The semaphore or optical telegraph is an apparatus for conveying information by means of visual signals, with hand-held flags. Information is encoded by the position of the flags; it is read when the flag is in a fixed position.
Semaphores were adopted and widely used in the maritime world in the early 1800s. Semaphore signals were used, for example, at the Battle of Trafalgar. This was the period in which the modern naval semaphore system was invented. It is still accepted for emergency communication in daylight or, using lighted wands instead of flags, at night.
The newer flag semaphore system uses two short poles with square flags, which a flagman holds in different positions to signal letters of the alphabet and numbers. The flagman holds one pole in each hand, and extends each arm in one of seven possible directions. Except for in the rest position, the flags cannot overlap. The flags are coloured differently based on whether the signals are sent by sea or by land. At sea, the flags are coloured red and yellow (the Oscar (O) flag), while on land, they are white and blue.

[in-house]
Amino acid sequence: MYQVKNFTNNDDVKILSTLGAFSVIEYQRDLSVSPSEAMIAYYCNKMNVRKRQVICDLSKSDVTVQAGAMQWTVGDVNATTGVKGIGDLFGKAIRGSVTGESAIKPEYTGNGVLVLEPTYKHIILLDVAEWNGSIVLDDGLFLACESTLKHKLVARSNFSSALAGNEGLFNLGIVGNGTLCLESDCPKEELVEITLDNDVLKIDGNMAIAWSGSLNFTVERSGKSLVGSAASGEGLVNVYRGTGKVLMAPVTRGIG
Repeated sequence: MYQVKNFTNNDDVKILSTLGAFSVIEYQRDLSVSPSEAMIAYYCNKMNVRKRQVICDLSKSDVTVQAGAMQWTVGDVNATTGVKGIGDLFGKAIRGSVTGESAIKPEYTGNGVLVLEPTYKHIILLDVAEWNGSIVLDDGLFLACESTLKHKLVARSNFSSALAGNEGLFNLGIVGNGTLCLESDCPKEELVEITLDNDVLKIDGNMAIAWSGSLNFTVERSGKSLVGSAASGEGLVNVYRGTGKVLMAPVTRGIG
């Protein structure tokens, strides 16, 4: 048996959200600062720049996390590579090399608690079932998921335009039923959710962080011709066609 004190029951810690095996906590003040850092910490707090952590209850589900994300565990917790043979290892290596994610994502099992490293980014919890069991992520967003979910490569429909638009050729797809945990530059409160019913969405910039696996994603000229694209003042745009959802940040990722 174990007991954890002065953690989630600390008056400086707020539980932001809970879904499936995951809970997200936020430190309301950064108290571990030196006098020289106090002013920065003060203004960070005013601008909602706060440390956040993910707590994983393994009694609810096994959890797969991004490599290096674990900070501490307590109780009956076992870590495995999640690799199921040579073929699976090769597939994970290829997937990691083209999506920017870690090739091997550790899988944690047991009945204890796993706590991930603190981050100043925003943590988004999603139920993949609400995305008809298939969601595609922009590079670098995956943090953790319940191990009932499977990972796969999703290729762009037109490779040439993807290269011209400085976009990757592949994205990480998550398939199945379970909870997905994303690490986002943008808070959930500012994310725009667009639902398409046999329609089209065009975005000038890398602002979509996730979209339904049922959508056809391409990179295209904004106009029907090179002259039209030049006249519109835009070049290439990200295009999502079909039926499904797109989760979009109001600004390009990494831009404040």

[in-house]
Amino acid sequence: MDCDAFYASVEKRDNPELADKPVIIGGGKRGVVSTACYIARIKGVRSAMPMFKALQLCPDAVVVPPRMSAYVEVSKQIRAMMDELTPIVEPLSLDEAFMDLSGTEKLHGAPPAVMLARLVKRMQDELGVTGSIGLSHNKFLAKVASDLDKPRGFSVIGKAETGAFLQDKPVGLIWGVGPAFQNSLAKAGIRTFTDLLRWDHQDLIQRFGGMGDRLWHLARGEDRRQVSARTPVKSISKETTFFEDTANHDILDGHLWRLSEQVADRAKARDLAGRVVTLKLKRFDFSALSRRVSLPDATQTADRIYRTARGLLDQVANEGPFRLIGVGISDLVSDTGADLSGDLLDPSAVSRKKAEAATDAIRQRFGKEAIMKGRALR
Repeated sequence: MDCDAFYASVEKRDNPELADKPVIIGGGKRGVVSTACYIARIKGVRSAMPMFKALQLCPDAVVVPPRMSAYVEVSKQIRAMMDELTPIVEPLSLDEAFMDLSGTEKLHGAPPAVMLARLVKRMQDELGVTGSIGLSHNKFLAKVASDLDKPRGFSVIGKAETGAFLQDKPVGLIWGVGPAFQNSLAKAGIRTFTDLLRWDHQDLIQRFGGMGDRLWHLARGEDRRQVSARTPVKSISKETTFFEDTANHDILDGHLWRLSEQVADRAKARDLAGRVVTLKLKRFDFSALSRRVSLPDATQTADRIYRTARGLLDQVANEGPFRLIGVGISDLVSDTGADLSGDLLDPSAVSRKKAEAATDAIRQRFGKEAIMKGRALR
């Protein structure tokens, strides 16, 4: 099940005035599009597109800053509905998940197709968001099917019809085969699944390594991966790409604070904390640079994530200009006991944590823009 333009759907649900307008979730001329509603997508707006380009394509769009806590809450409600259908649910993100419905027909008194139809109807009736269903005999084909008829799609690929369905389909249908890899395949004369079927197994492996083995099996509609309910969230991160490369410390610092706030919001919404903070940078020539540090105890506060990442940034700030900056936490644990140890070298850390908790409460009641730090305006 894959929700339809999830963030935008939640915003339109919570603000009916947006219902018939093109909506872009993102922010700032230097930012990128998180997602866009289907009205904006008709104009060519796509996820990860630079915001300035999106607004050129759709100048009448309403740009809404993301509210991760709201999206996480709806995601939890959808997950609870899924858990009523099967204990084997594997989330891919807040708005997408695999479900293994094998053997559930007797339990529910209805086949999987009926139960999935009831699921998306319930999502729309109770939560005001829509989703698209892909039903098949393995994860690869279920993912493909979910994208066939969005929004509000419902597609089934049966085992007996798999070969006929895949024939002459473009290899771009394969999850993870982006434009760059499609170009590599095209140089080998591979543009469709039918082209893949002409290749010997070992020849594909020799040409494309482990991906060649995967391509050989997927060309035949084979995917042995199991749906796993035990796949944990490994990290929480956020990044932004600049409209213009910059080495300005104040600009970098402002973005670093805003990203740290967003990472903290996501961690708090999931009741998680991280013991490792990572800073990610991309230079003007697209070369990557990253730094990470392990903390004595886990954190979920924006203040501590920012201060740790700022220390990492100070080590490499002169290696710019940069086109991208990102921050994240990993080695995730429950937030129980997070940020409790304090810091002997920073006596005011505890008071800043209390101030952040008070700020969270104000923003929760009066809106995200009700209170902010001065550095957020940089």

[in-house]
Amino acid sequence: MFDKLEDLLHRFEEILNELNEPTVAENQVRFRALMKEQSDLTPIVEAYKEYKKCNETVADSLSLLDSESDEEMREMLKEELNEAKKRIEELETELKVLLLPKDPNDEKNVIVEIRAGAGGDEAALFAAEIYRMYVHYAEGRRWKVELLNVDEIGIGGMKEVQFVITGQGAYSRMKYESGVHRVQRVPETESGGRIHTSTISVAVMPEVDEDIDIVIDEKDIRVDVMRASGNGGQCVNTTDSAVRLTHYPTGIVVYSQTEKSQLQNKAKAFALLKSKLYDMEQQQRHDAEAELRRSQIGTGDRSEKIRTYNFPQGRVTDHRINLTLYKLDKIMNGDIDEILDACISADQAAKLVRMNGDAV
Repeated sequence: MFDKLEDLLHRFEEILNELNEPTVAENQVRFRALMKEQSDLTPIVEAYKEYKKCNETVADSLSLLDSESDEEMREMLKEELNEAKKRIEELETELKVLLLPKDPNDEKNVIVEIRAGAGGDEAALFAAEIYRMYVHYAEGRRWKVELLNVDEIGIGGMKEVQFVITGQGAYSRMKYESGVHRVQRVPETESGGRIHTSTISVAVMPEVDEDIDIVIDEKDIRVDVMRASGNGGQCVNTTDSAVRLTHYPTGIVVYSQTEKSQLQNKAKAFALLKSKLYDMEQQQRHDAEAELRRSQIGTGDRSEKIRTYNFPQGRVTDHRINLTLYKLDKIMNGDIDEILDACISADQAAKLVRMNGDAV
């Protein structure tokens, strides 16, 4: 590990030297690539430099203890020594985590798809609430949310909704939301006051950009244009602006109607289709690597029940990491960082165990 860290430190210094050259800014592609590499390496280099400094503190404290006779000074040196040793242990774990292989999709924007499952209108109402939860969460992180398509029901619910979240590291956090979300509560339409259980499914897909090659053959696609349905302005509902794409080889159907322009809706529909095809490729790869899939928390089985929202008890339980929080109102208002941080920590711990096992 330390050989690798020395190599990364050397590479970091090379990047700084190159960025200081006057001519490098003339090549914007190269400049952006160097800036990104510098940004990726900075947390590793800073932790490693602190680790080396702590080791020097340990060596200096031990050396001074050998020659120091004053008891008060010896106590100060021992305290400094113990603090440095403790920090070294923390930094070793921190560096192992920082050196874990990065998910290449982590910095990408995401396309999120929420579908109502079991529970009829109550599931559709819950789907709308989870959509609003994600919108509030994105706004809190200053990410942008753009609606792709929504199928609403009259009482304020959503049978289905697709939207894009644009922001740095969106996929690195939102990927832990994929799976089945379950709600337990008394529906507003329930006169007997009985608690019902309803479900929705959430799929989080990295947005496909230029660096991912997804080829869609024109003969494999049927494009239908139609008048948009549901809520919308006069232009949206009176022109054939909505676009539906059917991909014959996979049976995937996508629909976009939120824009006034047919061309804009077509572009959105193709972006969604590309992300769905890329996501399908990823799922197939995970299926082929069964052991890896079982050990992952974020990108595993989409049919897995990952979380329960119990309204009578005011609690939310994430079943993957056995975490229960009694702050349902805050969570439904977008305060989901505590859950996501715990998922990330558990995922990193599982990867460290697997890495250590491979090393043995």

The following semaphore characters are presented as one would face the flagman:
- Semaphore article on Wikipedia
- Semaphore translator (applet) Interactive and animated semaphore translation applet.
- Albert Myer's 1864 A Manual of Signals: For The Use Of Signal Officers In The Field